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Supreme Court Limits Laches in Patent Cases

The Supreme Court recently held in SCA Hygiene Products Aktiebolag v. First Quality Baby Products, LLC that the defense of laches cannot be invoked against a claim for damages brought within the statutory six-year limit. The decision comes at little surprise given the Court’s ruling in Petrella v. Metro-Goldwyn-Mayer, which considered a similar provision of the Copyright Act. The Court reasoned that Congress set forth an express limitations period in the patent laws, and giving effect to laches within the statutory period would amount to judicial overriding. In his lone dissent, Justice Breyer noted that the decision ignores the application of laches to reign in abusive pre-litigation conduct by a patent holder who unreasonably delays suit, knowing he can collect damages for the previous six years of infringement.

Supreme Court Narrows Patent Infringement Venue

In the case of TC Heartland LLC v. Kraft Foods Group Brands LLC, the United States Supreme Court issued an opinion that is likely to limit the universe of available venues in which a patent holder can bring an action for infringement. Under the particular patent venue statute, the appropriate venue for patent infringement is anywhere infringement has occured, as long as the accused infringer has a regular and established place of business, or where the accused infringer “resides.” In the context of a corporation, the definition of residing had been open to interpretation, but the TC Heartland opinion made explicit that residence under the patent venue statute refers only to the state of incorporation. 

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Supreme Court to Determine International Scope of Lost Profits in Patent Infringement Suits

One measure of damages for patent infringement is compensation for lost profits of the patent owner. Additionally, a patent owner may enjoin the export of parts of a patented invention from the United States, if the parts will be assembled or used for an infringing purpose. However, the Supreme Court is set to answer the question of whether lost profits may be awarded to the patent owner for service contracts, performed outside the U.S., making use of those parts exported from the U.S. in the case of WesternGeco LLC v. ION Geophysical Corp. If the answer is affirmative, then the scope of damages available to a patent owner may be drastically expanded — up to USD $93 Million in WesternGeco’s case.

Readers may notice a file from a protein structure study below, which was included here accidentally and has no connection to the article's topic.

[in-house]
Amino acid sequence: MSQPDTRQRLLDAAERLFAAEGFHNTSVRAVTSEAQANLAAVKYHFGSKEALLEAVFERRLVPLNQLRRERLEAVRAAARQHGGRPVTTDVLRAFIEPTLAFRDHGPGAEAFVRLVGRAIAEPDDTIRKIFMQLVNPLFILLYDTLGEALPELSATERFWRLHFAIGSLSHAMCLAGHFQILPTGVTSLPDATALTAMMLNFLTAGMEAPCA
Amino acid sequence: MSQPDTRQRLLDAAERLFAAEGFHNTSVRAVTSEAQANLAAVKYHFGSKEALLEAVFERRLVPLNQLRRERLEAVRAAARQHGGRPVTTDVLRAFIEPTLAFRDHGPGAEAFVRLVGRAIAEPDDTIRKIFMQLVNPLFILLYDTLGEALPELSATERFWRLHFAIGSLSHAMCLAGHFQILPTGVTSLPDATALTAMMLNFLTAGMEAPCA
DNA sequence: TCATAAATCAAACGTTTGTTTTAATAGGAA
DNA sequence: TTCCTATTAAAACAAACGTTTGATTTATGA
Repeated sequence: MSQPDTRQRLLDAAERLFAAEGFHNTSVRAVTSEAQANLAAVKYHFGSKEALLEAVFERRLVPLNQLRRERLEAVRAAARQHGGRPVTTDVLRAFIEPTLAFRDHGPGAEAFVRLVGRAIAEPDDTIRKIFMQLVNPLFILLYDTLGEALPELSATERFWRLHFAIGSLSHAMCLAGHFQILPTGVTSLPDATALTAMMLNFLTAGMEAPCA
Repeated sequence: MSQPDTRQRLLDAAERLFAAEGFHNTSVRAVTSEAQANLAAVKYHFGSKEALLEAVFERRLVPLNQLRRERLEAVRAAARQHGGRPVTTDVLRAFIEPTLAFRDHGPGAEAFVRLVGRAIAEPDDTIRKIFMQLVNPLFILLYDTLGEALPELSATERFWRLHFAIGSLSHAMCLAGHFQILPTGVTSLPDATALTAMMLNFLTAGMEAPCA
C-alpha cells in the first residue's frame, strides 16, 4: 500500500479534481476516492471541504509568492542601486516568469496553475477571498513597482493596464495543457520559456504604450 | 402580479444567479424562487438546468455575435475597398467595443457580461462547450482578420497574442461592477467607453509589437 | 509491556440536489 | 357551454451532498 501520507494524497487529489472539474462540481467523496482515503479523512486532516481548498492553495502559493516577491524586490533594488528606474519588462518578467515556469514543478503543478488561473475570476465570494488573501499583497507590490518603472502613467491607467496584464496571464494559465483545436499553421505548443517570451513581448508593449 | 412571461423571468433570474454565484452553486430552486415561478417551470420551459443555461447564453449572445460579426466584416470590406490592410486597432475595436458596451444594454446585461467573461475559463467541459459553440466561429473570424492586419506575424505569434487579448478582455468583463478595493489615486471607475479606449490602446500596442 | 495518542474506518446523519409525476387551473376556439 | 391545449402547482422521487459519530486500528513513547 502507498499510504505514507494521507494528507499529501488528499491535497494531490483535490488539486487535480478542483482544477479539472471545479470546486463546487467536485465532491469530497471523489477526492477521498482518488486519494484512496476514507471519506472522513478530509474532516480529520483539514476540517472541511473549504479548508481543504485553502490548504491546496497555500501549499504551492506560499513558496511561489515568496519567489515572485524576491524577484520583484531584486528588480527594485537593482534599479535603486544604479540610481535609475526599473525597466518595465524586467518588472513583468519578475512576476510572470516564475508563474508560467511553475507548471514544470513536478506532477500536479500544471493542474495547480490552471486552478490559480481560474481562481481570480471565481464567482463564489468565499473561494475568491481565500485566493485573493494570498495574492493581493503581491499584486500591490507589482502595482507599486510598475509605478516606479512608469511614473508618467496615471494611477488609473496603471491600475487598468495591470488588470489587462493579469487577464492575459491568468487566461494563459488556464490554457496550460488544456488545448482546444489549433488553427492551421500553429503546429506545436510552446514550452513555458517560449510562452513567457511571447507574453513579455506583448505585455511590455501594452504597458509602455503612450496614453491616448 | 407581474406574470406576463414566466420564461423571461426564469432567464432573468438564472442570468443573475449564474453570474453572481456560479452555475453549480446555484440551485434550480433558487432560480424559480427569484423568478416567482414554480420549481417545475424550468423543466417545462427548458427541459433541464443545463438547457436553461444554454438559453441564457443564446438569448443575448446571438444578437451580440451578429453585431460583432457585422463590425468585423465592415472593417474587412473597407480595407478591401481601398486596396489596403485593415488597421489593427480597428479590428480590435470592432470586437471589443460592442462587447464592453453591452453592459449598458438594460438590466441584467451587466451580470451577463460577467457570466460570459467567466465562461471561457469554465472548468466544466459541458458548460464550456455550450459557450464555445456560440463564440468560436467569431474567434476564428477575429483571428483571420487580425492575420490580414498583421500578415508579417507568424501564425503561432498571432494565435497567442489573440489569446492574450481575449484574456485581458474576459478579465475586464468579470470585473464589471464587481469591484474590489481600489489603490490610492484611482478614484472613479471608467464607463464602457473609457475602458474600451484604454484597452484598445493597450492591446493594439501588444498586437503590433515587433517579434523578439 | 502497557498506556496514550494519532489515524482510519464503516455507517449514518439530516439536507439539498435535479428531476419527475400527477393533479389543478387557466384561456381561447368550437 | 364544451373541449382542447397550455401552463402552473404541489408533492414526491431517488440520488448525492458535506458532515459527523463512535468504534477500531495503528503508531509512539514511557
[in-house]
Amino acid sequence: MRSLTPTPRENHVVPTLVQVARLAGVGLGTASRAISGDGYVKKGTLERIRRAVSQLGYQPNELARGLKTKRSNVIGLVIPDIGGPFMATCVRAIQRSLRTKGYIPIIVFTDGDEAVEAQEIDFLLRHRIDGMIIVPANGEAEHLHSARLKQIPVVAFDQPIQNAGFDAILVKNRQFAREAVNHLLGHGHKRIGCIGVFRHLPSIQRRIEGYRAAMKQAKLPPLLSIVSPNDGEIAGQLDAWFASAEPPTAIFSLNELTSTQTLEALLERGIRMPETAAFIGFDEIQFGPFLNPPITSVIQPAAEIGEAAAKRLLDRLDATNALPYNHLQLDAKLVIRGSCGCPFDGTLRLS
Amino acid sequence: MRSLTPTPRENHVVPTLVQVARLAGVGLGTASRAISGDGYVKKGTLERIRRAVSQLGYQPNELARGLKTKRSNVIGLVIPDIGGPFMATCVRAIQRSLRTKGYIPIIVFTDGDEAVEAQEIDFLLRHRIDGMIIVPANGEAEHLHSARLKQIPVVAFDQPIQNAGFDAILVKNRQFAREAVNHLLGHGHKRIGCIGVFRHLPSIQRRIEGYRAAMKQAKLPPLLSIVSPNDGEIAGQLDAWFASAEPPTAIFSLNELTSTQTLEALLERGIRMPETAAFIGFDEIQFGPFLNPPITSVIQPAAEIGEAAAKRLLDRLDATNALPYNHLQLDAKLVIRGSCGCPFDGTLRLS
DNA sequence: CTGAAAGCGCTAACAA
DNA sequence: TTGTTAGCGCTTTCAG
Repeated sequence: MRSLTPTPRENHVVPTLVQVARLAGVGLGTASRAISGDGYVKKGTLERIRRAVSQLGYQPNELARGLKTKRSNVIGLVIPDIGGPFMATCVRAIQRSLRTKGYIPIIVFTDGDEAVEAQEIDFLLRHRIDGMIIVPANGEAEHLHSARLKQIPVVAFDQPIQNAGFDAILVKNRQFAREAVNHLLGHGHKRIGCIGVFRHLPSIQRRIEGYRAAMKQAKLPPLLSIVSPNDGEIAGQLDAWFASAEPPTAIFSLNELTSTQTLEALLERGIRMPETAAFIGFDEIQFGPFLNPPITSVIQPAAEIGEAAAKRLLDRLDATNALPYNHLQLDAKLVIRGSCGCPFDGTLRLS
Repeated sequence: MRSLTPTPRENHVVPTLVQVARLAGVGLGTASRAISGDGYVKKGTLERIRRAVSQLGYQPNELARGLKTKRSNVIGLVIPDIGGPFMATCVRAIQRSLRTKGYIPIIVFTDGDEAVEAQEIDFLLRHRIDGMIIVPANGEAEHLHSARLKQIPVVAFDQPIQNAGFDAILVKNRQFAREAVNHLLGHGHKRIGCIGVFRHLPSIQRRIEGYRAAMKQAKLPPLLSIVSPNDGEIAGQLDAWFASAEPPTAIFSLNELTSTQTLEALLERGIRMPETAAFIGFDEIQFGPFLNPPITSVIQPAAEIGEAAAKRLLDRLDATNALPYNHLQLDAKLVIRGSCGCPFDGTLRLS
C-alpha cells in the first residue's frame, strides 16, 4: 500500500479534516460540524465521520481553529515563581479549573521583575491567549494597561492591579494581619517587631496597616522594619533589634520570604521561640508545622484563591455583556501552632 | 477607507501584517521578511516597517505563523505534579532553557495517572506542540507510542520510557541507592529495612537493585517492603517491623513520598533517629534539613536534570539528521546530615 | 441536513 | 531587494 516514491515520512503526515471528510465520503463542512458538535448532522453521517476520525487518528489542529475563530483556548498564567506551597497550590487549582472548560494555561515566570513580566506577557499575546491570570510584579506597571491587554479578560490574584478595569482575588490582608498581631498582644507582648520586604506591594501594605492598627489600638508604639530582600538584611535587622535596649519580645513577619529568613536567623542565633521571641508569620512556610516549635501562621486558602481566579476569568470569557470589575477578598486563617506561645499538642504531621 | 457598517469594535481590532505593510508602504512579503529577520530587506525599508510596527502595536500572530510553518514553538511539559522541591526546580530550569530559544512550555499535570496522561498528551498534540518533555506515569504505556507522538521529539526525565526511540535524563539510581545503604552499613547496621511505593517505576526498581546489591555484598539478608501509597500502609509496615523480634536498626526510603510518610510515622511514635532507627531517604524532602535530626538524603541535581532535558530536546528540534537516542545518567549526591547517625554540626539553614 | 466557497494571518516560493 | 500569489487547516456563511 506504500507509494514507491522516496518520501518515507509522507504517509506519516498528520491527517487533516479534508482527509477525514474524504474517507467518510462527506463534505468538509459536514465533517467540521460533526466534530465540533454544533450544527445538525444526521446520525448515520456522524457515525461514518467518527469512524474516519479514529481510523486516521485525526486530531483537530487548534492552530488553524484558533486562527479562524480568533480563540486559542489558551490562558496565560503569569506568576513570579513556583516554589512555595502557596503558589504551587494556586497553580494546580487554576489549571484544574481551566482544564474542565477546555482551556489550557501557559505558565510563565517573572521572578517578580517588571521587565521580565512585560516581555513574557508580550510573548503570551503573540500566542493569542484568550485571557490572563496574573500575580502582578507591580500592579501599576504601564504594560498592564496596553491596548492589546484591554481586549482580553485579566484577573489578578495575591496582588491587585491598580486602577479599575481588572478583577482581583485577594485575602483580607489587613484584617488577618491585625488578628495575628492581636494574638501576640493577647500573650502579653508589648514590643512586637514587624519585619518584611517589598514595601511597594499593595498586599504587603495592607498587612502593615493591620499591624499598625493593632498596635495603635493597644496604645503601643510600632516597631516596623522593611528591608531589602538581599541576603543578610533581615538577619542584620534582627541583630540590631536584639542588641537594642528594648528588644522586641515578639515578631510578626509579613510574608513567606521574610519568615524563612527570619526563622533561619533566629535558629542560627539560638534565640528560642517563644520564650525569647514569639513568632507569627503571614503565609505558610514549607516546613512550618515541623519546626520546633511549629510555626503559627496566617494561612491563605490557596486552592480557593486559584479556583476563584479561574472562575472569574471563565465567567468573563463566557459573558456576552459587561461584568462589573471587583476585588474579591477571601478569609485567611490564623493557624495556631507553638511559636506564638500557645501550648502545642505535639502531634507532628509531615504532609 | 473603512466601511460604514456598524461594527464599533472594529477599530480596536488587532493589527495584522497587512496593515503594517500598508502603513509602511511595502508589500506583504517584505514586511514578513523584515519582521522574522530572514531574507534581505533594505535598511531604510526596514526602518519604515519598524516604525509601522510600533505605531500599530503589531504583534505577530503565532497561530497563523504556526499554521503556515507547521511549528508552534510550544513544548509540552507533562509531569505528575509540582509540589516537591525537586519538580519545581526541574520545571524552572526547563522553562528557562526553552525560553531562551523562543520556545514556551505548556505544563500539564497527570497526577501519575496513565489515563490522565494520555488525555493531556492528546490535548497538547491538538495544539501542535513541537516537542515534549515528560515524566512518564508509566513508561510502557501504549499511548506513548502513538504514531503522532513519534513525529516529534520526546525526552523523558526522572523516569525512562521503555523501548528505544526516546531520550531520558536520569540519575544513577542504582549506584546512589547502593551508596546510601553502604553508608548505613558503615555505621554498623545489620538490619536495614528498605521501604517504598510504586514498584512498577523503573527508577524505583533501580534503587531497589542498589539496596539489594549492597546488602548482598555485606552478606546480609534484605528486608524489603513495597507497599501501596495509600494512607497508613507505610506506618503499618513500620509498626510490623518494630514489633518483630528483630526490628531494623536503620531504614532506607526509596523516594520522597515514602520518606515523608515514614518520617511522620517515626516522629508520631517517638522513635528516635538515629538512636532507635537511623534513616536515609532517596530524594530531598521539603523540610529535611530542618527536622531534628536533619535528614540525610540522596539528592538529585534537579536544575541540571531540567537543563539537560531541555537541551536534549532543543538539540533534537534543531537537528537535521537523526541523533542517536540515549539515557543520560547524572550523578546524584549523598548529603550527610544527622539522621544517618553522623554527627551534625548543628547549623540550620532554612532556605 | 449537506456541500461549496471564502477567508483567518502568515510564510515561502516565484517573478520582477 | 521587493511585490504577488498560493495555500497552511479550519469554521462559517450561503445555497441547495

When is an invention “on sale?”

The Supreme Court is currently posed with the question: Does the confidential sale of an invention disqualify that invention from later patenting? Helsinn Healthcare S.A. v. Teva Pharm. USA, Inc., 138 S.Ct. 2678 (2018).

The patent statute does not directly address this question, but does state that an invention is precluded from patenting if that invention was “on sale” or “in public use” prior to the filing date for that patent application. Years of case law have added to the meanings of these terms. But now there is an additional term, “or otherwise available to the public.”  35 U.S.C. § 102(a)(1).  Under which circumstances does this new term preclude patenting? Circumstances that are applicable to the certified question for the Court?

The Supreme Court has previously ruled that public use of an invention will not preclude patenting if the public use is for experimentation.  Pfaff v. Wells Elecs., 525 U.S. 55, (1998).  That Court qualified the statutory language, reading in the experimentation use.  But that Court did not rule on the “on sale” criteria except to identify a distinction between experimental use and “products sold commercially.” Is there a similar qualification of a commercial sale, supported by precedent and legislative history, that can exempt a confidential sale from being barred from patenting?

And where would “otherwise available to the public” fit in here? Does “otherwise” mean that the previous items in the list, such as “on sale,” are also to be understood as “available to the public?” Or is it a modern catch-all for new patentability conditions that were not contemplated when the provision was written in 1952?